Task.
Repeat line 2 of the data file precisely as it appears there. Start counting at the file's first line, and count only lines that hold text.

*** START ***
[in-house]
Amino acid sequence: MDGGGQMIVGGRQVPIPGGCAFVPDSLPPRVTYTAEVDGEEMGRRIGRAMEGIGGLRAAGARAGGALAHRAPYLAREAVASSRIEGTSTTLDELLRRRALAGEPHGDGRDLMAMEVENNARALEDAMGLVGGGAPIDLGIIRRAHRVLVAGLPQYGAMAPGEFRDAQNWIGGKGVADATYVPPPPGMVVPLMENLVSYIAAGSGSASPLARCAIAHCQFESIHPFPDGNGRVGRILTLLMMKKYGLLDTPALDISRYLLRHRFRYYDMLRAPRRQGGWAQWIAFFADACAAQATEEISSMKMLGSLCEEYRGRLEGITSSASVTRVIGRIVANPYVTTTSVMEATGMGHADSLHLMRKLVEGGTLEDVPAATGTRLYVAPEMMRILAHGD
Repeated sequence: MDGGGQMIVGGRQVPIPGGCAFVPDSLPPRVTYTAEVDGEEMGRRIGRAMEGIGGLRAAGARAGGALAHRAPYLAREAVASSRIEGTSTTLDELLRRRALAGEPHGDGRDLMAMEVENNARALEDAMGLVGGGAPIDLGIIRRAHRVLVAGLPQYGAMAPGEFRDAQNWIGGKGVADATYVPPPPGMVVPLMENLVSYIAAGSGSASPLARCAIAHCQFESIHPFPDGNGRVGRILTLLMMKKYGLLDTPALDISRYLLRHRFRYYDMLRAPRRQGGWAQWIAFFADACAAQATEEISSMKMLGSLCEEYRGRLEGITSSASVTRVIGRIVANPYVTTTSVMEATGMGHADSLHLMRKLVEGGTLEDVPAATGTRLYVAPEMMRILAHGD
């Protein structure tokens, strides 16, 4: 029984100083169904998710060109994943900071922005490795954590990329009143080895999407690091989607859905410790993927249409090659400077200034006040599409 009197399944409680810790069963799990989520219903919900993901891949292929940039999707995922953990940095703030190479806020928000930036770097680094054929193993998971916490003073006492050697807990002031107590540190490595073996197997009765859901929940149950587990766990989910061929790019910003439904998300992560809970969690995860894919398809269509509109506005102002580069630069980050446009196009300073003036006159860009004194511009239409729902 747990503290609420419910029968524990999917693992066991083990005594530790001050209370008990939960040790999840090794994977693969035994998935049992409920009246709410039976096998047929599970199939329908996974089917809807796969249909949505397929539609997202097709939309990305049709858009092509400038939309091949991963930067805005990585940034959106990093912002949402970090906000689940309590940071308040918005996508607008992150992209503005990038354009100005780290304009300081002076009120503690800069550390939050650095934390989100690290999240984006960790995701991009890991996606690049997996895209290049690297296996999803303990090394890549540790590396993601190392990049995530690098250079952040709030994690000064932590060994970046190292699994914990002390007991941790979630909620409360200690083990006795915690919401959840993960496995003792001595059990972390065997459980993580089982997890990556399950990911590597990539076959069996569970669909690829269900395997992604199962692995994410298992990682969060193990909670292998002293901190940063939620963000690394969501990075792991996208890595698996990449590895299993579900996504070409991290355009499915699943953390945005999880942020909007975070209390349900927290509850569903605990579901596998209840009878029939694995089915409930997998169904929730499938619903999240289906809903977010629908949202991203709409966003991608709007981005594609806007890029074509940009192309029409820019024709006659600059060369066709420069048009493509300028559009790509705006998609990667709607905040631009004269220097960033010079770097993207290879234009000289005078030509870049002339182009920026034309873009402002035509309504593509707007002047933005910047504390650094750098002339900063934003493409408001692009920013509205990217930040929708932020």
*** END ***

Amino acid sequence: MDGGGQMIVGGRQVPIPGGCAFVPDSLPPRVTYTAEVDGEEMGRRIGRAMEGIGGLRAAGARAGGALAHRAPYLAREAVASSRIEGTSTTLDELLRRRALAGEPHGDGRDLMAMEVENNARALEDAMGLVGGGAPIDLGIIRRAHRVLVAGLPQYGAMAPGEFRDAQNWIGGKGVADATYVPPPPGMVVPLMENLVSYIAAGSGSASPLARCAIAHCQFESIHPFPDGNGRVGRILTLLMMKKYGLLDTPALDISRYLLRHRFRYYDMLRAPRRQGGWAQWIAFFADACAAQATEEISSMKMLGSLCEEYRGRLEGITSSASVTRVIGRIVANPYVTTTSVMEATGMGHADSLHLMRKLVEGGTLEDVPAATGTRLYVAPEMMRILAHGD